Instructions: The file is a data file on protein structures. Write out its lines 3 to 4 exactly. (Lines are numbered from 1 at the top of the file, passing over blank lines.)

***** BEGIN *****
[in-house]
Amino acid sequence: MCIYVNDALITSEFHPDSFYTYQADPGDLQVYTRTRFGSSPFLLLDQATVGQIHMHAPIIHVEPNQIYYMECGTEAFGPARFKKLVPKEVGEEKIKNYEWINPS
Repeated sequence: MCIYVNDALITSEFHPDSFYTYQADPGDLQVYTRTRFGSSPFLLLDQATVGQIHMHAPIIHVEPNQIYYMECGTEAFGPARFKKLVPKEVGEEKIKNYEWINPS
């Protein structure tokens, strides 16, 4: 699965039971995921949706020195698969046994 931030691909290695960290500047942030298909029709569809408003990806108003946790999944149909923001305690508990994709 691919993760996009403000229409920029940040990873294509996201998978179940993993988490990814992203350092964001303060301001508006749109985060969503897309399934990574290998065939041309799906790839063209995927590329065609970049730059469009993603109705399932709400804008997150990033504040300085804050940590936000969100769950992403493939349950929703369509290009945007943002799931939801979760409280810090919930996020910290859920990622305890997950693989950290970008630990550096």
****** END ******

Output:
Repeated sequence: MCIYVNDALITSEFHPDSFYTYQADPGDLQVYTRTRFGSSPFLLLDQATVGQIHMHAPIIHVEPNQIYYMECGTEAFGPARFKKLVPKEVGEEKIKNYEWINPS
């Protein structure tokens, strides 16, 4: 699965039971995921949706020195698969046994 931030691909290695960290500047942030298909029709569809408003990806108003946790999944149909923001305690508990994709 691919993760996009403000229409920029940040990873294509996201998978179940993993988490990814992203350092964001303060301001508006749109985060969503897309399934990574290998065939041309799906790839063209995927590329065609970049730059469009993603109705399932709400804008997150990033504040300085804050940590936000969100769950992403493939349950929703369509290009945007943002799931939801979760409280810090919930996020910290859920990622305890997950693989950290970008630990550096």